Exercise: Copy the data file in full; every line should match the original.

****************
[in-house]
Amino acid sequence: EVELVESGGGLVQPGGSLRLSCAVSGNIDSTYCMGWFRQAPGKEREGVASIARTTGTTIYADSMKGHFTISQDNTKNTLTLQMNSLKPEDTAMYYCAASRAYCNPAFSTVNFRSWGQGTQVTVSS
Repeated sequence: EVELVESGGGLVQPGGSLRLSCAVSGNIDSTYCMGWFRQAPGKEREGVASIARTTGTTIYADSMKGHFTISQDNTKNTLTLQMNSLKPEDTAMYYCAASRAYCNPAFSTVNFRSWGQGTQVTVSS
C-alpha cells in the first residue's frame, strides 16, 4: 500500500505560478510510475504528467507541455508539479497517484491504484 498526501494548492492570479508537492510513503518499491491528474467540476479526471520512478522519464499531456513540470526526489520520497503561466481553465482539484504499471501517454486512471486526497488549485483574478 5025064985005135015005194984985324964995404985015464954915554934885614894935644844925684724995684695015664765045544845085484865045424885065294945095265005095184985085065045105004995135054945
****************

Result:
[in-house]
Amino acid sequence: EVELVESGGGLVQPGGSLRLSCAVSGNIDSTYCMGWFRQAPGKEREGVASIARTTGTTIYADSMKGHFTISQDNTKNTLTLQMNSLKPEDTAMYYCAASRAYCNPAFSTVNFRSWGQGTQVTVSS
Repeated sequence: EVELVESGGGLVQPGGSLRLSCAVSGNIDSTYCMGWFRQAPGKEREGVASIARTTGTTIYADSMKGHFTISQDNTKNTLTLQMNSLKPEDTAMYYCAASRAYCNPAFSTVNFRSWGQGTQVTVSS
C-alpha cells in the first residue's frame, strides 16, 4: 500500500505560478510510475504528467507541455508539479497517484491504484 498526501494548492492570479508537492510513503518499491491528474467540476479526471520512478522519464499531456513540470526526489520520497503561466481553465482539484504499471501517454486512471486526497488549485483574478 5025064985005135015005194984985324964995404985015464954915554934885614894935644844925684724995684695015664765045544845085484865045424885065294945095265005095184985085065045105004995135054945